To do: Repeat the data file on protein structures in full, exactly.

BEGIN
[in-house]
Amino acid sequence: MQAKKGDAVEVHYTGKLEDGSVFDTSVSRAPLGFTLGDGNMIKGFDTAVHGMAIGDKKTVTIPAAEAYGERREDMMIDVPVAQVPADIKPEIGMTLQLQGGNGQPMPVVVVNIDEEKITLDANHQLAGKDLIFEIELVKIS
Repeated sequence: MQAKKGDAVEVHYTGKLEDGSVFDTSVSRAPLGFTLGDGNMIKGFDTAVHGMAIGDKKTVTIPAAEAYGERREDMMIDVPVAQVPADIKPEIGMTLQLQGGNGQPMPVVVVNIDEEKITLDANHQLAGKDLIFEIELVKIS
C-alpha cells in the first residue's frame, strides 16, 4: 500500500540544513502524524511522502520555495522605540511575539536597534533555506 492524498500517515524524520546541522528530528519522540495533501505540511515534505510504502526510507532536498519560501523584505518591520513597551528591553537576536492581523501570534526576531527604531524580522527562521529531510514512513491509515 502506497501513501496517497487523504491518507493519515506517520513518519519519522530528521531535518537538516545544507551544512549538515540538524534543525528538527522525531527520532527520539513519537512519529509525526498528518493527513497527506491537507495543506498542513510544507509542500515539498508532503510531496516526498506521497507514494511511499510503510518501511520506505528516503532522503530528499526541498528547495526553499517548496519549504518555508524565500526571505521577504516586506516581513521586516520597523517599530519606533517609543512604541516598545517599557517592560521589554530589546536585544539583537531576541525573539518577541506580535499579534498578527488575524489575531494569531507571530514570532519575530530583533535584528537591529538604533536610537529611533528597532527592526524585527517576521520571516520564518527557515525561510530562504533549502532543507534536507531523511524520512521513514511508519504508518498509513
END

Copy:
[in-house]
Amino acid sequence: MQAKKGDAVEVHYTGKLEDGSVFDTSVSRAPLGFTLGDGNMIKGFDTAVHGMAIGDKKTVTIPAAEAYGERREDMMIDVPVAQVPADIKPEIGMTLQLQGGNGQPMPVVVVNIDEEKITLDANHQLAGKDLIFEIELVKIS
Repeated sequence: MQAKKGDAVEVHYTGKLEDGSVFDTSVSRAPLGFTLGDGNMIKGFDTAVHGMAIGDKKTVTIPAAEAYGERREDMMIDVPVAQVPADIKPEIGMTLQLQGGNGQPMPVVVVNIDEEKITLDANHQLAGKDLIFEIELVKIS
C-alpha cells in the first residue's frame, strides 16, 4: 500500500540544513502524524511522502520555495522605540511575539536597534533555506 492524498500517515524524520546541522528530528519522540495533501505540511515534505510504502526510507532536498519560501523584505518591520513597551528591553537576536492581523501570534526576531527604531524580522527562521529531510514512513491509515 502506497501513501496517497487523504491518507493519515506517520513518519519519522530528521531535518537538516545544507551544512549538515540538524534543525528538527522525531527520532527520539513519537512519529509525526498528518493527513497527506491537507495543506498542513510544507509542500515539498508532503510531496516526498506521497507514494511511499510503510518501511520506505528516503532522503530528499526541498528547495526553499517548496519549504518555508524565500526571505521577504516586506516581513521586516520597523517599530519606533517609543512604541516598545517599557517592560521589554530589546536585544539583537531576541525573539518577541506580535499579534498578527488575524489575531494569531507571530514570532519575530530583533535584528537591529538604533536610537529611533528597532527592526524585527517576521520571516520564518527557515525561510530562504533549502532543507534536507531523511524520512521513514511508519504508518498509513